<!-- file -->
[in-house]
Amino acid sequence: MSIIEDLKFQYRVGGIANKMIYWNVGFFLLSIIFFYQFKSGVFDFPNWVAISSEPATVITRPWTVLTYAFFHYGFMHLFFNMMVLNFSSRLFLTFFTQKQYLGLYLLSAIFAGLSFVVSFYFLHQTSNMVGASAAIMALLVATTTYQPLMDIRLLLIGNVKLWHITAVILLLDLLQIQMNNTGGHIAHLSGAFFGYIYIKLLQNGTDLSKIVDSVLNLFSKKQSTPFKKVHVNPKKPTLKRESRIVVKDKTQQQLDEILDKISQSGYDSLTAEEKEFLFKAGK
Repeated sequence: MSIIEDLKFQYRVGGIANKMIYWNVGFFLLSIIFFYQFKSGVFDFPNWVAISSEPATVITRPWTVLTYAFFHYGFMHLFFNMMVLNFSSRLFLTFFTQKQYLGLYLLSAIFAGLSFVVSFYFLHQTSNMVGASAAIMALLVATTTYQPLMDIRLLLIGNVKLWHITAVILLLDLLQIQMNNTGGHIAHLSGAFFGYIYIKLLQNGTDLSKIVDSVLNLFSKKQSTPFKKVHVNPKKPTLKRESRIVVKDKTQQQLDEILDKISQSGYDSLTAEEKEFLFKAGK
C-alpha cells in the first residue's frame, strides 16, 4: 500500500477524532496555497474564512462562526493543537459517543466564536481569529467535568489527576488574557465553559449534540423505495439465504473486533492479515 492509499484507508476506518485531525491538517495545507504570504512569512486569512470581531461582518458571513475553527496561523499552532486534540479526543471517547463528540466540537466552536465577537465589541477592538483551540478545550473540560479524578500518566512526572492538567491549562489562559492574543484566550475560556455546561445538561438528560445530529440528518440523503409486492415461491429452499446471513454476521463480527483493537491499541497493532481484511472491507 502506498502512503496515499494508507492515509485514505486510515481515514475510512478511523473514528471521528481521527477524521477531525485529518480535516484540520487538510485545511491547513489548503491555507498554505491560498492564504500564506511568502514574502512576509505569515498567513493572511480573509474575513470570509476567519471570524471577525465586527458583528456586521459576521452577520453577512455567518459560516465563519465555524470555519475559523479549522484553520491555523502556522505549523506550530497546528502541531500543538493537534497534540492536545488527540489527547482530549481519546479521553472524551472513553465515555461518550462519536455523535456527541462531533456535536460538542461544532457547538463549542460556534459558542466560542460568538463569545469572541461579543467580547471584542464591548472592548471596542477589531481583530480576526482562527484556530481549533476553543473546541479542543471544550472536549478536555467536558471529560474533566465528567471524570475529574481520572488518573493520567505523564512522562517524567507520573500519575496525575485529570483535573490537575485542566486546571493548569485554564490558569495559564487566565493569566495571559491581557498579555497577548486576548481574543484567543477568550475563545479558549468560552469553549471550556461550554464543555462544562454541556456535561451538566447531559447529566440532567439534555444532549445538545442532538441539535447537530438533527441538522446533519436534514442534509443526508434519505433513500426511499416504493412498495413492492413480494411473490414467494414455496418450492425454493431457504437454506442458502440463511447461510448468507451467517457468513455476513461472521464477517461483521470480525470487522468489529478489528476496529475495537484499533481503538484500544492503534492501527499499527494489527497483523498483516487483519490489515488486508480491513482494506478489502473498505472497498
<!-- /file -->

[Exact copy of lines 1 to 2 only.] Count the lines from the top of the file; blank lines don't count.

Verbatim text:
[in-house]
Amino acid sequence: MSIIEDLKFQYRVGGIANKMIYWNVGFFLLSIIFFYQFKSGVFDFPNWVAISSEPATVITRPWTVLTYAFFHYGFMHLFFNMMVLNFSSRLFLTFFTQKQYLGLYLLSAIFAGLSFVVSFYFLHQTSNMVGASAAIMALLVATTTYQPLMDIRLLLIGNVKLWHITAVILLLDLLQIQMNNTGGHIAHLSGAFFGYIYIKLLQNGTDLSKIVDSVLNLFSKKQSTPFKKVHVNPKKPTLKRESRIVVKDKTQQQLDEILDKISQSGYDSLTAEEKEFLFKAGK